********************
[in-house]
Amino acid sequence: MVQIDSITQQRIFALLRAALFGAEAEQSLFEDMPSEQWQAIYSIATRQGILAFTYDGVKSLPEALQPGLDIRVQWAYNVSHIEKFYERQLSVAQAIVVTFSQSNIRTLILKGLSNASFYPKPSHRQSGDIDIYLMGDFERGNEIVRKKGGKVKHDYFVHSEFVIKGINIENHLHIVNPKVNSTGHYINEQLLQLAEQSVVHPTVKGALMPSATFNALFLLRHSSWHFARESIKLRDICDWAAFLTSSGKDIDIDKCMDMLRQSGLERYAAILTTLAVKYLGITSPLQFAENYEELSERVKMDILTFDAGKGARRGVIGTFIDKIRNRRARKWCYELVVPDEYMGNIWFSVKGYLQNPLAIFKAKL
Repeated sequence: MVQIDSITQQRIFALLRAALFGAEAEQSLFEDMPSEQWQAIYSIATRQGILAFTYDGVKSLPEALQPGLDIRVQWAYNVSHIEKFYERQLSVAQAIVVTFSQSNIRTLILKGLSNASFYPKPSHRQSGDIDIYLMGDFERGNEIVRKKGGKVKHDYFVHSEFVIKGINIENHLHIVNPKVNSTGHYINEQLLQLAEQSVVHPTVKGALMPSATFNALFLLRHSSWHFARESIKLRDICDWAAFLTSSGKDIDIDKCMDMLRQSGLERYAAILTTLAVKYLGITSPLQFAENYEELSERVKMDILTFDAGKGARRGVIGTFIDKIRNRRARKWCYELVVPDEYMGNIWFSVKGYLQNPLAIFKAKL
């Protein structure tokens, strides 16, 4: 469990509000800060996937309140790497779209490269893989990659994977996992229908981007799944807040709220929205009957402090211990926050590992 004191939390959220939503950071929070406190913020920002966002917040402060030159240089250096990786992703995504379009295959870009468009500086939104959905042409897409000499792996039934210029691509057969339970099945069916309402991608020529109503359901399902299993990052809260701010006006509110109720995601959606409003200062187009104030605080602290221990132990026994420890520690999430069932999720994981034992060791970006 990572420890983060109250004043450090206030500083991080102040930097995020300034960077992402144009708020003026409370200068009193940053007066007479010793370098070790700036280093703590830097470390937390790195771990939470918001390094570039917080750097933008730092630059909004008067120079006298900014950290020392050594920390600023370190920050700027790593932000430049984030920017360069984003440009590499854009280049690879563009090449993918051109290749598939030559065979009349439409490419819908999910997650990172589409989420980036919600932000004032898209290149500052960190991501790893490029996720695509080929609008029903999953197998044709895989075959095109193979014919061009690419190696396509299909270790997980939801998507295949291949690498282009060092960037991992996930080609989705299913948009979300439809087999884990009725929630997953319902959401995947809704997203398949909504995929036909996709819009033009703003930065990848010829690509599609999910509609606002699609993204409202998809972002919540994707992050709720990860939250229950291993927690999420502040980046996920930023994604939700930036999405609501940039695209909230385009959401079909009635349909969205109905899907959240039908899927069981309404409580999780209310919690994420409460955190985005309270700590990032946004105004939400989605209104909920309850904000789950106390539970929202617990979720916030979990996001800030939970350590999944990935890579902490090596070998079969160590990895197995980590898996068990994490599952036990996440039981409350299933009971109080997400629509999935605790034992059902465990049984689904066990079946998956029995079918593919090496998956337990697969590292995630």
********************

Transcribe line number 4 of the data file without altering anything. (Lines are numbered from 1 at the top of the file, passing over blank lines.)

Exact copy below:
């Protein structure tokens, strides 16, 4: 469990509000800060996937309140790497779209490269893989990659994977996992229908981007799944807040709220929205009957402090211990926050590992 004191939390959220939503950071929070406190913020920002966002917040402060030159240089250096990786992703995504379009295959870009468009500086939104959905042409897409000499792996039934210029691509057969339970099945069916309402991608020529109503359901399902299993990052809260701010006006509110109720995601959606409003200062187009104030605080602290221990132990026994420890520690999430069932999720994981034992060791970006 990572420890983060109250004043450090206030500083991080102040930097995020300034960077992402144009708020003026409370200068009193940053007066007479010793370098070790700036280093703590830097470390937390790195771990939470918001390094570039917080750097933008730092630059909004008067120079006298900014950290020392050594920390600023370190920050700027790593932000430049984030920017360069984003440009590499854009280049690879563009090449993918051109290749598939030559065979009349439409490419819908999910997650990172589409989420980036919600932000004032898209290149500052960190991501790893490029996720695509080929609008029903999953197998044709895989075959095109193979014919061009690419190696396509299909270790997980939801998507295949291949690498282009060092960037991992996930080609989705299913948009979300439809087999884990009725929630997953319902959401995947809704997203398949909504995929036909996709819009033009703003930065990848010829690509599609999910509609606002699609993204409202998809972002919540994707992050709720990860939250229950291993927690999420502040980046996920930023994604939700930036999405609501940039695209909230385009959401079909009635349909969205109905899907959240039908899927069981309404409580999780209310919690994420409460955190985005309270700590990032946004105004939400989605209104909920309850904000789950106390539970929202617990979720916030979990996001800030939970350590999944990935890579902490090596070998079969160590990895197995980590898996068990994490599952036990996440039981409350299933009971109080997400629509999935605790034992059902465990049984689904066990079946998956029995079918593919090496998956337990697969590292995630």